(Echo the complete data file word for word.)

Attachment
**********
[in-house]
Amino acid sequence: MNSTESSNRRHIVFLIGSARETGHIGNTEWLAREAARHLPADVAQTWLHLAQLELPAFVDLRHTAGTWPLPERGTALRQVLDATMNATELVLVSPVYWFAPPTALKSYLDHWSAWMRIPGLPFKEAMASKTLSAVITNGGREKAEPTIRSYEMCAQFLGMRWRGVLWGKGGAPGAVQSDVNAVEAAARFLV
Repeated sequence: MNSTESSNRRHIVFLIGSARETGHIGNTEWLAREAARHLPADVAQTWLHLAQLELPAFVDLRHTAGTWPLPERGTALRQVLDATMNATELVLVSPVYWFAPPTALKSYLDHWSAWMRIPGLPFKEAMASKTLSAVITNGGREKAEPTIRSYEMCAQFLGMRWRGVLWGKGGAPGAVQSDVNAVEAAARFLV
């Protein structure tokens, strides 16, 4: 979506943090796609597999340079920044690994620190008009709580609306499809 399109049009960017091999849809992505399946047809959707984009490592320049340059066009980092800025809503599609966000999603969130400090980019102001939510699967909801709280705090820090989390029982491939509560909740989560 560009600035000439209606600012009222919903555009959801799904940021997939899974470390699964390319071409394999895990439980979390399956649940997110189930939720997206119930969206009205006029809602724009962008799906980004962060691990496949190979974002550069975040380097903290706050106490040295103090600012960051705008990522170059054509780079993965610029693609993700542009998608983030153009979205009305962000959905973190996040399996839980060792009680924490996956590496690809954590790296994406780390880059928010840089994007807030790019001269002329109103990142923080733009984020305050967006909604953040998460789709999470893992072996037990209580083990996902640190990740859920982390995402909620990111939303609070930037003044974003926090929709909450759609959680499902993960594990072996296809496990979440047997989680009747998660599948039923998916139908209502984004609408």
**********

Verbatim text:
[in-house]
Amino acid sequence: MNSTESSNRRHIVFLIGSARETGHIGNTEWLAREAARHLPADVAQTWLHLAQLELPAFVDLRHTAGTWPLPERGTALRQVLDATMNATELVLVSPVYWFAPPTALKSYLDHWSAWMRIPGLPFKEAMASKTLSAVITNGGREKAEPTIRSYEMCAQFLGMRWRGVLWGKGGAPGAVQSDVNAVEAAARFLV
Repeated sequence: MNSTESSNRRHIVFLIGSARETGHIGNTEWLAREAARHLPADVAQTWLHLAQLELPAFVDLRHTAGTWPLPERGTALRQVLDATMNATELVLVSPVYWFAPPTALKSYLDHWSAWMRIPGLPFKEAMASKTLSAVITNGGREKAEPTIRSYEMCAQFLGMRWRGVLWGKGGAPGAVQSDVNAVEAAARFLV
């Protein structure tokens, strides 16, 4: 979506943090796609597999340079920044690994620190008009709580609306499809 399109049009960017091999849809992505399946047809959707984009490592320049340059066009980092800025809503599609966000999603969130400090980019102001939510699967909801709280705090820090989390029982491939509560909740989560 560009600035000439209606600012009222919903555009959801799904940021997939899974470390699964390319071409394999895990439980979390399956649940997110189930939720997206119930969206009205006029809602724009962008799906980004962060691990496949190979974002550069975040380097903290706050106490040295103090600012960051705008990522170059054509780079993965610029693609993700542009998608983030153009979205009305962000959905973190996040399996839980060792009680924490996956590496690809954590790296994406780390880059928010840089994007807030790019001269002329109103990142923080733009984020305050967006909604953040998460789709999470893992072996037990209580083990996902640190990740859920982390995402909620990111939303609070930037003044974003926090929709909450759609959680499902993960594990072996296809496990979440047997989680009747998660599948039923998916139908209502984004609408």